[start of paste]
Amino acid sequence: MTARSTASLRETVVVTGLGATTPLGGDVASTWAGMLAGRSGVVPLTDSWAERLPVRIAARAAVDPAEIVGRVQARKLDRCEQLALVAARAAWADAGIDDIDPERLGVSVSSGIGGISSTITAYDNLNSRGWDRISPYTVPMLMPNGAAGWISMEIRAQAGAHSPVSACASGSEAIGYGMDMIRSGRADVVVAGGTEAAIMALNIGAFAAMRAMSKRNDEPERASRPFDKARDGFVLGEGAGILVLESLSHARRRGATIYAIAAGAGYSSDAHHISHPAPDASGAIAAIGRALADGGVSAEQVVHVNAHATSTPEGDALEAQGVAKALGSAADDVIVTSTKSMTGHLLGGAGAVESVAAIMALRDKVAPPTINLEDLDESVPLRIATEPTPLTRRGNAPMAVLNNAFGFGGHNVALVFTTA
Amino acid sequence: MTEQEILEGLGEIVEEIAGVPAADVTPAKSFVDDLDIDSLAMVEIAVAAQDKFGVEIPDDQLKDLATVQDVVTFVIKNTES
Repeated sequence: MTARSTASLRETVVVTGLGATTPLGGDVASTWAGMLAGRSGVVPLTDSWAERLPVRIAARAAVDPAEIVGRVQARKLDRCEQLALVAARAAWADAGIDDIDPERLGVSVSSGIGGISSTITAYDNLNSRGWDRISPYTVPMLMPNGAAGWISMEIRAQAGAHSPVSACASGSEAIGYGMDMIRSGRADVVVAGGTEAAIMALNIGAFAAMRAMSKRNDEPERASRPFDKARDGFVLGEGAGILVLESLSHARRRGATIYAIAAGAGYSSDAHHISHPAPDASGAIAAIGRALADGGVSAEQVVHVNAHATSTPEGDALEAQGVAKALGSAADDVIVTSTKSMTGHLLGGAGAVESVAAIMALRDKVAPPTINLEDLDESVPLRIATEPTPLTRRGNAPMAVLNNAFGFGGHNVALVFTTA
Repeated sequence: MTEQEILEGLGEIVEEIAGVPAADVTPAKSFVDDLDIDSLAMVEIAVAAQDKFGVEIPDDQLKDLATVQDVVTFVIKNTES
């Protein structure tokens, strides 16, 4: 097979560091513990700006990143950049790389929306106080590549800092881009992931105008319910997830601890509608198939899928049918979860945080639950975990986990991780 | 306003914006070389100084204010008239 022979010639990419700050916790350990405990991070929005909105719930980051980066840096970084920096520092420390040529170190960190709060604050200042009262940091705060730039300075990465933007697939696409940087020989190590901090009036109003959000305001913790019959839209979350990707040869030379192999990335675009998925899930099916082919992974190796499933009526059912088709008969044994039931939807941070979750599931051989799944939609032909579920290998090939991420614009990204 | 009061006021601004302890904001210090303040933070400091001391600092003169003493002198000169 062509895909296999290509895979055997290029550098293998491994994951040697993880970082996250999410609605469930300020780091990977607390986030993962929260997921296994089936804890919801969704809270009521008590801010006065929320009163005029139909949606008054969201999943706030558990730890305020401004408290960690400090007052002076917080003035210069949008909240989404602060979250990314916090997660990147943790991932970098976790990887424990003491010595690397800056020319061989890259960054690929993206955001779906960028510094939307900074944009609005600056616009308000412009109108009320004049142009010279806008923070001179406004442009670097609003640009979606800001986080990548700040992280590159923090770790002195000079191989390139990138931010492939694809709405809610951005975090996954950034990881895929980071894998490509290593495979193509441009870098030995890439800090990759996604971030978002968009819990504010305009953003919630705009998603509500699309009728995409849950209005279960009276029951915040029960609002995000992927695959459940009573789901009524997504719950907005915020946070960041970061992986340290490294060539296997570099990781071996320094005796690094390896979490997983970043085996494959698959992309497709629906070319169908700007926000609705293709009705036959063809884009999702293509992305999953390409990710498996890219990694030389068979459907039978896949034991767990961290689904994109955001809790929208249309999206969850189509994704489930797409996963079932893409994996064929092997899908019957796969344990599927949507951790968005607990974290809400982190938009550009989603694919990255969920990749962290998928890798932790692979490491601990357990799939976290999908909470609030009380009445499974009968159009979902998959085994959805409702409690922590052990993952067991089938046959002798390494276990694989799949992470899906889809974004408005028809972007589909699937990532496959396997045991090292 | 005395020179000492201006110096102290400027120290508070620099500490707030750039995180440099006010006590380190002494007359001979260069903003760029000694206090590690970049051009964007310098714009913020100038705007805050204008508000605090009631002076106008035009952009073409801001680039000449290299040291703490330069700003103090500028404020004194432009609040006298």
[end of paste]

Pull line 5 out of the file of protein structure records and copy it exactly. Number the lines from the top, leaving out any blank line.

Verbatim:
């Protein structure tokens, strides 16, 4: 097979560091513990700006990143950049790389929306106080590549800092881009992931105008319910997830601890509608198939899928049918979860945080639950975990986990991780 | 306003914006070389100084204010008239 022979010639990419700050916790350990405990991070929005909105719930980051980066840096970084920096520092420390040529170190960190709060604050200042009262940091705060730039300075990465933007697939696409940087020989190590901090009036109003959000305001913790019959839209979350990707040869030379192999990335675009998925899930099916082919992974190796499933009526059912088709008969044994039931939807941070979750599931051989799944939609032909579920290998090939991420614009990204 | 009061006021601004302890904001210090303040933070400091001391600092003169003493002198000169 062509895909296999290509895979055997290029550098293998491994994951040697993880970082996250999410609605469930300020780091990977607390986030993962929260997921296994089936804890919801969704809270009521008590801010006065929320009163005029139909949606008054969201999943706030558990730890305020401004408290960690400090007052002076917080003035210069949008909240989404602060979250990314916090997660990147943790991932970098976790990887424990003491010595690397800056020319061989890259960054690929993206955001779906960028510094939307900074944009609005600056616009308000412009109108009320004049142009010279806008923070001179406004442009670097609003640009979606800001986080990548700040992280590159923090770790002195000079191989390139990138931010492939694809709405809610951005975090996954950034990881895929980071894998490509290593495979193509441009870098030995890439800090990759996604971030978002968009819990504010305009953003919630705009998603509500699309009728995409849950209005279960009276029951915040029960609002995000992927695959459940009573789901009524997504719950907005915020946070960041970061992986340290490294060539296997570099990781071996320094005796690094390896979490997983970043085996494959698959992309497709629906070319169908700007926000609705293709009705036959063809884009999702293509992305999953390409990710498996890219990694030389068979459907039978896949034991767990961290689904994109955001809790929208249309999206969850189509994704489930797409996963079932893409994996064929092997899908019957796969344990599927949507951790968005607990974290809400982190938009550009989603694919990255969920990749962290998928890798932790692979490491601990357990799939976290999908909470609030009380009445499974009968159009979902998959085994959805409702409690922590052990993952067991089938046959002798390494276990694989799949992470899906889809974004408005028809972007589909699937990532496959396997045991090292 | 005395020179000492201006110096102290400027120290508070620099500490707030750039995180440099006010006590380190002494007359001979260069903003760029000694206090590690970049051009964007310098714009913020100038705007805050204008508000605090009631002076106008035009952009073409801001680039000449290299040291703490330069700003103090500028404020004194432009609040006298």